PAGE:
• Soils from citrus groves that had been fertilized with the equivalent of approximately 175 kg P/ha per year (as treble superphosphate (TSP)) over a 36-year period were sampled and analyzed for total P, Cd, and Zn as well as water-soluble P and Cd. A P fertilization rate of 175 kg/ha is much higher than normal field rates, which are typically about 30 kg/ha. Concentrations of total Cd in surface soil were highly correlated (r = 0.89) with concentrations of total P. The concentrations of Cd in surface soil receiving broadcast P for 36 years averaged 1.0, and were considerablymore » greater than those of the controls, which showed a mean concentration of 0.07 Phosphorus in soil saturation paste extracts ranged from 0.10 (controls) to 8.87 in P fertilized soils. Water-soluble saturation extract Cd ranged from 0.008 in controls to 0.017 in fertilized soils, and was not well correlated with water-soluble P. Cadmium levels in barley (Hordeum vulgare var. U.C. 566) grain and leaves grown in the field on soil subject to long-term heavy P fertilization were not elevated above levels in barley grown on the control soil. Swiss chard (Beta vulgaris var. cicla) was grown in the greenhouse on the above surface soils collected from the field. Although Cd levels averaging 1.6 in plant tissue were significantly elevated over those on the control soil (0.26, no yield depression was observed.« less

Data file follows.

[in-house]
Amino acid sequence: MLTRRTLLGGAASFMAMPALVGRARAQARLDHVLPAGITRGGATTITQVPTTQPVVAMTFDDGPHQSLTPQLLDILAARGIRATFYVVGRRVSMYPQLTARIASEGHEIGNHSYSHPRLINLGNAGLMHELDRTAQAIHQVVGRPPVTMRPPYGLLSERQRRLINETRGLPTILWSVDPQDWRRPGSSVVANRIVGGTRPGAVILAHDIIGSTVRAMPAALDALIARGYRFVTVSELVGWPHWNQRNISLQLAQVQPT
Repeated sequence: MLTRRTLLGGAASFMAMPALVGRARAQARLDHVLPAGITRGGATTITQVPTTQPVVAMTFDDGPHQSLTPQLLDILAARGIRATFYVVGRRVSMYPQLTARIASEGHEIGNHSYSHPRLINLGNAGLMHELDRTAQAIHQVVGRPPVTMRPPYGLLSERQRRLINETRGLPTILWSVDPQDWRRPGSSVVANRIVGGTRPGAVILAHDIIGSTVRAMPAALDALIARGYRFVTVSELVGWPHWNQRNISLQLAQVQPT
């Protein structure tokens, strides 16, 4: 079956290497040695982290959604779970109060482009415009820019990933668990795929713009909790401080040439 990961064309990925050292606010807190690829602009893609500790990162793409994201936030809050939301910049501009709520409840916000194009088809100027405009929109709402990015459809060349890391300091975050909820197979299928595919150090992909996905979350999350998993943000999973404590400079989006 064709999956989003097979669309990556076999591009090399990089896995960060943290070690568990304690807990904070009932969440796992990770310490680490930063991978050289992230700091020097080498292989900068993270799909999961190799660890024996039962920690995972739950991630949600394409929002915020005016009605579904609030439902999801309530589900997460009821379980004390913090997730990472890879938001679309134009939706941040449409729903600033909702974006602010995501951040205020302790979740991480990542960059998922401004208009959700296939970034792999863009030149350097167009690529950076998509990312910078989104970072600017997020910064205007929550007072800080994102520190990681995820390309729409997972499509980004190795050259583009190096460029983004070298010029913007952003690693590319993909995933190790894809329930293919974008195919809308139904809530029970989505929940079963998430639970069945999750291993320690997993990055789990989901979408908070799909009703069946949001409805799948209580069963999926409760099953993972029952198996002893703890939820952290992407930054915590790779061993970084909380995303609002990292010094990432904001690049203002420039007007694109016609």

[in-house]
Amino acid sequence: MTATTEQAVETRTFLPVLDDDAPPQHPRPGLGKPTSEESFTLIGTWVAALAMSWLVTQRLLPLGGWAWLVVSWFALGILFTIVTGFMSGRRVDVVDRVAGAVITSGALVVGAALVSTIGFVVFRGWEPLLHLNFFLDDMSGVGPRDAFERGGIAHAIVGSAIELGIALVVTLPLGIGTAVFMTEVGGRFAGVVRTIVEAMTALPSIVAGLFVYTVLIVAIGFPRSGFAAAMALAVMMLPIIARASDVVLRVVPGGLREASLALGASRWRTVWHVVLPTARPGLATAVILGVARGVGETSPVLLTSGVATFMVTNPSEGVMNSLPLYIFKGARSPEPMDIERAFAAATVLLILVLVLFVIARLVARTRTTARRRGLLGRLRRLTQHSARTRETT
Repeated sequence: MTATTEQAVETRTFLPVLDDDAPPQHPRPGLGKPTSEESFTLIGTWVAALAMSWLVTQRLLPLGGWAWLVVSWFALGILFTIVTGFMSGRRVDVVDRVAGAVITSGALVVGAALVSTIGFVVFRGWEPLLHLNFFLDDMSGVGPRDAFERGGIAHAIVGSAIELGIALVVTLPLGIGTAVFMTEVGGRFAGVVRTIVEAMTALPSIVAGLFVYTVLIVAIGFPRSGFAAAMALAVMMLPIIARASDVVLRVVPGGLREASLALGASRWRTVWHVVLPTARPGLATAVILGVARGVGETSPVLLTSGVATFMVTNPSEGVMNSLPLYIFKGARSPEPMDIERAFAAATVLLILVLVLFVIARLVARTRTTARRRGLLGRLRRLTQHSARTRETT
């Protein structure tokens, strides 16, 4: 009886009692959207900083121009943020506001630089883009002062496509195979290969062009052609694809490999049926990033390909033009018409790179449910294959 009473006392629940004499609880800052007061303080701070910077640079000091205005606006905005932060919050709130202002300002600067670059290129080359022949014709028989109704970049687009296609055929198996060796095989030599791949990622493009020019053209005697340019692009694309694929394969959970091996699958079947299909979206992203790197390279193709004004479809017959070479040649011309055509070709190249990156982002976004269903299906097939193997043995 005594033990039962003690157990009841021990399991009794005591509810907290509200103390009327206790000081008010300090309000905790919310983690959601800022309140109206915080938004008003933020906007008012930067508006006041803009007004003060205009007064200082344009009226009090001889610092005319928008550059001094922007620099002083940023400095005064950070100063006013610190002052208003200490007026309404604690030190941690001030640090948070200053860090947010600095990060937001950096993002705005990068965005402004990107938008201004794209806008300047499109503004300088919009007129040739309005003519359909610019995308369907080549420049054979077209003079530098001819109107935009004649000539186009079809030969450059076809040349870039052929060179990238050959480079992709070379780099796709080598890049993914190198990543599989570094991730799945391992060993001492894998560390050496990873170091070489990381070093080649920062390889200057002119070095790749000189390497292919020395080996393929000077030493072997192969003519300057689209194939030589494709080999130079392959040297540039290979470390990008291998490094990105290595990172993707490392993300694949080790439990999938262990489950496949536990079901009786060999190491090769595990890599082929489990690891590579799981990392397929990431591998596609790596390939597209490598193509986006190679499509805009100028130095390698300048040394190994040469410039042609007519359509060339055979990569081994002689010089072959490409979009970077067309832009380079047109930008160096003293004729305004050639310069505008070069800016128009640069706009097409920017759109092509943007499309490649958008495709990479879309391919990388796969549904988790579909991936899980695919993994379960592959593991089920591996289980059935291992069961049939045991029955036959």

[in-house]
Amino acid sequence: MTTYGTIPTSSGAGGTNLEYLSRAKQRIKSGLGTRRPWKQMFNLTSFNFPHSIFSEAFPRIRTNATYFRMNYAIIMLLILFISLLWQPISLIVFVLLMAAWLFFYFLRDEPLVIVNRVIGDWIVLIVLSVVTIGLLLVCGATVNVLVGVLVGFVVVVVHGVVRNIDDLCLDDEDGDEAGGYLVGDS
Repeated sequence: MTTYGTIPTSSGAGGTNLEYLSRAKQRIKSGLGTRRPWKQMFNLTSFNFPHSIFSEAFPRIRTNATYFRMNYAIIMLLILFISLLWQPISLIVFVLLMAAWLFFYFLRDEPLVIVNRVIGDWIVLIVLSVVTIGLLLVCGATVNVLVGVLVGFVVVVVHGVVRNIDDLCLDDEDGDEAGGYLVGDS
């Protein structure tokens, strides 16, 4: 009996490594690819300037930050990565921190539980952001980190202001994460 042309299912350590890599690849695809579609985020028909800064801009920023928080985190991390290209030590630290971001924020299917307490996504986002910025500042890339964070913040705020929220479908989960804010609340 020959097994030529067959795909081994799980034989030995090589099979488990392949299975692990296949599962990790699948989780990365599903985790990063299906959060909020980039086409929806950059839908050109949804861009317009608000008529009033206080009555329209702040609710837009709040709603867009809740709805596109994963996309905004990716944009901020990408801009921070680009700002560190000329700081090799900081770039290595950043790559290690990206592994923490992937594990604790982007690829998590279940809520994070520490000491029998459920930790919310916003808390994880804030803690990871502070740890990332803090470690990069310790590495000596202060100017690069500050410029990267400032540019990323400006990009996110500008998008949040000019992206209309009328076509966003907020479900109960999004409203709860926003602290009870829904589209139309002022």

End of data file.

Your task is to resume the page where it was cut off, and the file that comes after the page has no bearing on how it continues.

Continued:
• In a retrospective cohort study of survivors of cancer and of controls, we estimated the risk of infertility after treatment for cancer during childhood or adolescence. We interviewed 2283 long-term survivors of childhood or adolescent cancer diagnosed in the period from 1945 through 1975, who were identified at five cancer centers in the United States. Requirements for admission to the study were diagnosis before the age of 20, survival for at least five years, and attainment of the age of 21. In addition, 3270 controls selected from among the survivors' siblings were interviewed. Cox regression analysis showed that cancer survivorsmore » who married and were presumed to be at risk of pregnancy were less likely than their sibling controls to have ever begun a pregnancy (relative fertility, 0.85; 95 percent confidence interval, 0.78 to 0.92). Radiation therapy directed below the diaphragm depressed fertility in both sexes by about 25 percent. Chemotherapy with alkylating agents, with or without radiation to sites below the diaphragm, was associated with a fertility deficit of about 60 percent in the men. Among the women, there was no apparent effect of alkylating-agent therapy administered alone (relative fertility, 1.02) and only a moderate fertility deficit when alkylating-agent therapy was combined with radiation below the diaphragm (relative fertility, 0.81). Relative fertility in the survivors varied considerably according to sex, site of cancer, and type of treatment; these factors should be taken into consideration in counseling survivors about the long-term consequences of disease.« less